Rainbow lake: The flight for conservation
Banff National Park
After five years of hard work aimed at preserving one of Banff National Park’s native fish species, the last batch of Westslope Cutthroat trout were flown by helicopter from Sawback Lake to Rainbow Lake. The team of people responsible — including Parks Canada staff, volunteers and private contractors — collectively cheered as the helicopter-bucket lifted from the water with its precious cargo in the summer of 2015. This was the final step in a conservation project to help restore Westslope Cutthroat trout populations in part of the Upper Cascade watershed in Banff National Park.
Westslope Cutthroat trout are a threatened species and Banff National Park is home to some of the last remaining genetically pure populations. Once found throughout the Pacific Northwest, including Montana, Oregon, British Columbia and Alberta, Westslope Cutthroat trout have disappeared from over 90% of their historic range. A key threat for Westslope Cutthrout trout in Banff is interbreeding with Rainbow trout, a non-native species in the park, resulting in a hybrid species. Rainbow trout were introduced to the park many years ago and stocked in places like Rainbow Lake in the Upper Cascade watershed to provide enhanced sport fishing opportunities for visitors.
What is Parks Canada doing to help?
In order to restore a genetically pure population of Westslope Cutthroat trout in the Upper Cascade watershed, the non-native Rainbow trout needed to be removed, along with any hybridized trout. In 2011, Parks Canada started this removal process taking away any fish that were easily identified as Rainbow Trout in Rainbow Lake, Rainbow Creek and Sawback Creek. The remaining fish in the stream sections, were tagged and genetic testing was conducted to identify pure Westslope Cutthroat trout. Those determined to be Rainbow trout or hybrids were removed, leaving only primarily pure Westslope cutthroat trout.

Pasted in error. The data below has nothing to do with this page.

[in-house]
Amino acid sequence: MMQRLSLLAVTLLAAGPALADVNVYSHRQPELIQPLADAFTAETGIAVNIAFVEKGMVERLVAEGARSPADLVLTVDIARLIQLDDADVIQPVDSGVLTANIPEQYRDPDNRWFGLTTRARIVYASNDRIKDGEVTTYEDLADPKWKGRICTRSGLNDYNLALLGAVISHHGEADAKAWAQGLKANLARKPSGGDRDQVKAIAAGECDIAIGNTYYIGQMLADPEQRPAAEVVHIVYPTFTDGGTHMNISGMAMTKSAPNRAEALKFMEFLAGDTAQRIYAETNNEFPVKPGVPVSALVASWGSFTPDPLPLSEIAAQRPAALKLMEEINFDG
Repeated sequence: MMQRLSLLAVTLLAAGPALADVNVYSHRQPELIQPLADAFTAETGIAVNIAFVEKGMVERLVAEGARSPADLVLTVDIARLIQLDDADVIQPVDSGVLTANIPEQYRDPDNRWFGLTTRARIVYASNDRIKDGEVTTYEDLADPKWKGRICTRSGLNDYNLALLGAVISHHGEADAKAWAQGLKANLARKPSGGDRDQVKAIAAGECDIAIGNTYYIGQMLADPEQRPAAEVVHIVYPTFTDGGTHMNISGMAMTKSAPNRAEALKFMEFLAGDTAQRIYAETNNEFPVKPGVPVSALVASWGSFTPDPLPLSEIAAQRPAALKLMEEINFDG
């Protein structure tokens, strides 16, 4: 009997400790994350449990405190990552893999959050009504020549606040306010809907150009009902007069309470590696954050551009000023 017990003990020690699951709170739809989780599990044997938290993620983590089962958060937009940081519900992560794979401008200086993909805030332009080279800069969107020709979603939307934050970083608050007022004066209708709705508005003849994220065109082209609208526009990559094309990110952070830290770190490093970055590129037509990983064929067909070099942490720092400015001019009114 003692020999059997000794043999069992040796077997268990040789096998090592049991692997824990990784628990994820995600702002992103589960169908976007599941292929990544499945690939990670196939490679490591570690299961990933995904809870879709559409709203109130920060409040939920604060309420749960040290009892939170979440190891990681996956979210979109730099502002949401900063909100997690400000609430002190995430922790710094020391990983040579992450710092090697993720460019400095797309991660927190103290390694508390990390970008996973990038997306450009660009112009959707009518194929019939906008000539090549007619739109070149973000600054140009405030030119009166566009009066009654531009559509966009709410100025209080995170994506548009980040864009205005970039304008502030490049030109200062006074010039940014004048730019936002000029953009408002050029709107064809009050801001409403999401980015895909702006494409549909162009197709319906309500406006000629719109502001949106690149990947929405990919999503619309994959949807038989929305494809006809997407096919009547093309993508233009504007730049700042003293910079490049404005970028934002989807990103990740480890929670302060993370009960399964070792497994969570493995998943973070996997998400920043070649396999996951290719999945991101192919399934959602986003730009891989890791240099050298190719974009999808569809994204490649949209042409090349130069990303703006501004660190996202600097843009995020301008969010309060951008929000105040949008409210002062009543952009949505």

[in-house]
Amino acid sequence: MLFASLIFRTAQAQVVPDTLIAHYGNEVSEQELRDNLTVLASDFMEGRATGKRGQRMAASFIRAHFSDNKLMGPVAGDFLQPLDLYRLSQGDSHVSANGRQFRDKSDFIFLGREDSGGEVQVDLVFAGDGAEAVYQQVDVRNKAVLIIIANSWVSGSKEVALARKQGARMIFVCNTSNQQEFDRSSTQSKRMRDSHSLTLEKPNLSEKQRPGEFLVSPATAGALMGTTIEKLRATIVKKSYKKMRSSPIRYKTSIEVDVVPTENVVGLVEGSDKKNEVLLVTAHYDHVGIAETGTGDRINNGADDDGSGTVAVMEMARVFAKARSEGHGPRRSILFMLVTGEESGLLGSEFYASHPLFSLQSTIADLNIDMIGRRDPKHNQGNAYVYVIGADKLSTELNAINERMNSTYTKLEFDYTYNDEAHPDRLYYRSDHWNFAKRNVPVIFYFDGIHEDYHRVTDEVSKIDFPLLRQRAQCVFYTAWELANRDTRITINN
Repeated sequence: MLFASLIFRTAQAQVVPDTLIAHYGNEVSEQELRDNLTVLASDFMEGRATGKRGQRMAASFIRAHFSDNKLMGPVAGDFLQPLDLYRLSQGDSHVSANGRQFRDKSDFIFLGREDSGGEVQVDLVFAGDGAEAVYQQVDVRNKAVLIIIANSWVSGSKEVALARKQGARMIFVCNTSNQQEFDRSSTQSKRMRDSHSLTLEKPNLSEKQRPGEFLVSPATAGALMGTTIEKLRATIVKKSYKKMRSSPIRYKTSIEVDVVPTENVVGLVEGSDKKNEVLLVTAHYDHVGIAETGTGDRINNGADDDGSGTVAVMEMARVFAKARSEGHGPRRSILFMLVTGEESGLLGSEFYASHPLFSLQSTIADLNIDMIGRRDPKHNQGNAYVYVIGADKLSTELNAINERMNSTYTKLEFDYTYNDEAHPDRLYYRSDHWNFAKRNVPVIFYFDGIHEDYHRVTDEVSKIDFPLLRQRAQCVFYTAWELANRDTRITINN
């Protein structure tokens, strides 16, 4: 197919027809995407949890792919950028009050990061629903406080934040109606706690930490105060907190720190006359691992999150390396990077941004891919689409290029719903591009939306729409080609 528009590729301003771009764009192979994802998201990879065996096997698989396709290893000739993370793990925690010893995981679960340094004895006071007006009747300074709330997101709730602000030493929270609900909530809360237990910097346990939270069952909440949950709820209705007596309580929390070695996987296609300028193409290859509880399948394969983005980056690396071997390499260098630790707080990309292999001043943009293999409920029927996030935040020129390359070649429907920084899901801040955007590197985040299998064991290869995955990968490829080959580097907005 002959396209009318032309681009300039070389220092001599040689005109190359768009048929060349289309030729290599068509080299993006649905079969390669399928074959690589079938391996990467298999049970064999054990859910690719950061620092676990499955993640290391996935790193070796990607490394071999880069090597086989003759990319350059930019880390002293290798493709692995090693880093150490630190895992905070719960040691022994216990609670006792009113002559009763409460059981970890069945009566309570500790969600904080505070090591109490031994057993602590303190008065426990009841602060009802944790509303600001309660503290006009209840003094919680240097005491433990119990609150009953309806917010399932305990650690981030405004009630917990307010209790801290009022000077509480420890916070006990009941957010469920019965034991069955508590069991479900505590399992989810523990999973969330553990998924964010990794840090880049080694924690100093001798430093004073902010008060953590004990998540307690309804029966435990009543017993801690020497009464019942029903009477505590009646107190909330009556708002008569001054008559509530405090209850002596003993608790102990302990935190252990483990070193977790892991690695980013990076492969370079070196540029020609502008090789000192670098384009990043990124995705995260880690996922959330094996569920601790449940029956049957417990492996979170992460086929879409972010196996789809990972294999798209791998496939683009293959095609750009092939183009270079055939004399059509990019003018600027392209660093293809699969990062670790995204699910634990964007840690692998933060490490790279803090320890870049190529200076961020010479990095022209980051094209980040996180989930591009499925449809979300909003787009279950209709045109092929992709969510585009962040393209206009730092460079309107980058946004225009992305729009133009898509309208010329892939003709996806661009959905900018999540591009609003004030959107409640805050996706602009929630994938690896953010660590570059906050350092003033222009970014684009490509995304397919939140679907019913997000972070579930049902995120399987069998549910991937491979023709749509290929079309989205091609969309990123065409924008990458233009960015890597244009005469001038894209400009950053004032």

Once this was done, one hundred Westslope cutthroat trout were caught from Sawback Lake in 2015 over two days and flown by helicopter to be introduced into nearby Rainbow Lake in the hope that they would eventually move downstream into Sawback Creek and the Upper Cascade River. This downstream trickle of genetically pure Westslope Cutthroat Trout would overtake any remaining hybrids and reinforce genetic purity of Westslope Cutthroat trout in the entire Cascade River watershed.
Restoring Banff’s Westslope Cutthroat trout population
Several years later, the native westslope cutthroat trout in Rainbow Lake are thriving. The success of this project has not only created a bigger and healthier population of Westslope Cutthroat trout, but it means that Sawback Creek will now qualify as a new core population . This means we have restored pure Westslope Cutthroat trout to their native waters.
Today, Parks Canada continues working to protect and restore populations of Westslope Cutthroat trout throughout Banff National Park and prevent the introduction and spread of aquatic invasive species.
How you can help Banff’s aquatic communities:
- A valid national park pass is required by anyone fishing in the parks. For information on park passes, visit a Parks Canada information centre.
- Prevent the spread of invasive species - Clean, drain and dry watercraft and gear.
- Use water responsibly– wherever you are!
- Do not pollute – whether you are at home or visiting the park.
- Join volunteer opportunities within the national park.
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